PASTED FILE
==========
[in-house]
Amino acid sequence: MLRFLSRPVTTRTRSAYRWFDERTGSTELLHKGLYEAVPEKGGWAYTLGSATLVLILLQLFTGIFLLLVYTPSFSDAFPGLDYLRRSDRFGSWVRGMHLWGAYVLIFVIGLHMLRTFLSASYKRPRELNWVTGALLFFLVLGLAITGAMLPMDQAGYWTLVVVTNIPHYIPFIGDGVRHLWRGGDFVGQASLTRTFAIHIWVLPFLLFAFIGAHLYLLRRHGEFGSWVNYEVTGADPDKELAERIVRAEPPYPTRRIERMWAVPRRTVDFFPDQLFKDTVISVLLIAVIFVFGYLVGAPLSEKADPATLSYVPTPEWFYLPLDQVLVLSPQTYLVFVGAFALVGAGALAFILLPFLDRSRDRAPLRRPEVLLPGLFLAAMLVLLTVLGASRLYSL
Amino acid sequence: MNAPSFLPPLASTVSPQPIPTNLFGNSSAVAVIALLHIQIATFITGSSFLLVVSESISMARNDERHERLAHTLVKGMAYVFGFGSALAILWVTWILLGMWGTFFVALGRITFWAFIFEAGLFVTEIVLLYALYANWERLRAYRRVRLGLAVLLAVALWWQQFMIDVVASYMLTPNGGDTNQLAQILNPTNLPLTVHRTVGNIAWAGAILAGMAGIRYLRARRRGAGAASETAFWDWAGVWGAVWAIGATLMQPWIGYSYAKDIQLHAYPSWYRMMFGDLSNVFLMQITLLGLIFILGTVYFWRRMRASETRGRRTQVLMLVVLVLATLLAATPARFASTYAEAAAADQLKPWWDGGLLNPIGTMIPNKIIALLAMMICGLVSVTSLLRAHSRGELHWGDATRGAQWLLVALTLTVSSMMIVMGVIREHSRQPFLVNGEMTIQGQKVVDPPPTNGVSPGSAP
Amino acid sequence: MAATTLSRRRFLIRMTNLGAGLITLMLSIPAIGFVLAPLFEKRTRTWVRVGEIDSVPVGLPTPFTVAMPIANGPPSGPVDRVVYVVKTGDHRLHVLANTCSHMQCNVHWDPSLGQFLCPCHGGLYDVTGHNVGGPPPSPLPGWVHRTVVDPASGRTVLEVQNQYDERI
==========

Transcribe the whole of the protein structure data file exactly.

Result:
[in-house]
Amino acid sequence: MLRFLSRPVTTRTRSAYRWFDERTGSTELLHKGLYEAVPEKGGWAYTLGSATLVLILLQLFTGIFLLLVYTPSFSDAFPGLDYLRRSDRFGSWVRGMHLWGAYVLIFVIGLHMLRTFLSASYKRPRELNWVTGALLFFLVLGLAITGAMLPMDQAGYWTLVVVTNIPHYIPFIGDGVRHLWRGGDFVGQASLTRTFAIHIWVLPFLLFAFIGAHLYLLRRHGEFGSWVNYEVTGADPDKELAERIVRAEPPYPTRRIERMWAVPRRTVDFFPDQLFKDTVISVLLIAVIFVFGYLVGAPLSEKADPATLSYVPTPEWFYLPLDQVLVLSPQTYLVFVGAFALVGAGALAFILLPFLDRSRDRAPLRRPEVLLPGLFLAAMLVLLTVLGASRLYSL
Amino acid sequence: MNAPSFLPPLASTVSPQPIPTNLFGNSSAVAVIALLHIQIATFITGSSFLLVVSESISMARNDERHERLAHTLVKGMAYVFGFGSALAILWVTWILLGMWGTFFVALGRITFWAFIFEAGLFVTEIVLLYALYANWERLRAYRRVRLGLAVLLAVALWWQQFMIDVVASYMLTPNGGDTNQLAQILNPTNLPLTVHRTVGNIAWAGAILAGMAGIRYLRARRRGAGAASETAFWDWAGVWGAVWAIGATLMQPWIGYSYAKDIQLHAYPSWYRMMFGDLSNVFLMQITLLGLIFILGTVYFWRRMRASETRGRRTQVLMLVVLVLATLLAATPARFASTYAEAAAADQLKPWWDGGLLNPIGTMIPNKIIALLAMMICGLVSVTSLLRAHSRGELHWGDATRGAQWLLVALTLTVSSMMIVMGVIREHSRQPFLVNGEMTIQGQKVVDPPPTNGVSPGSAP
Amino acid sequence: MAATTLSRRRFLIRMTNLGAGLITLMLSIPAIGFVLAPLFEKRTRTWVRVGEIDSVPVGLPTPFTVAMPIANGPPSGPVDRVVYVVKTGDHRLHVLANTCSHMQCNVHWDPSLGQFLCPCHGGLYDVTGHNVGGPPPSPLPGWVHRTVVDPASGRTVLEVQNQYDERI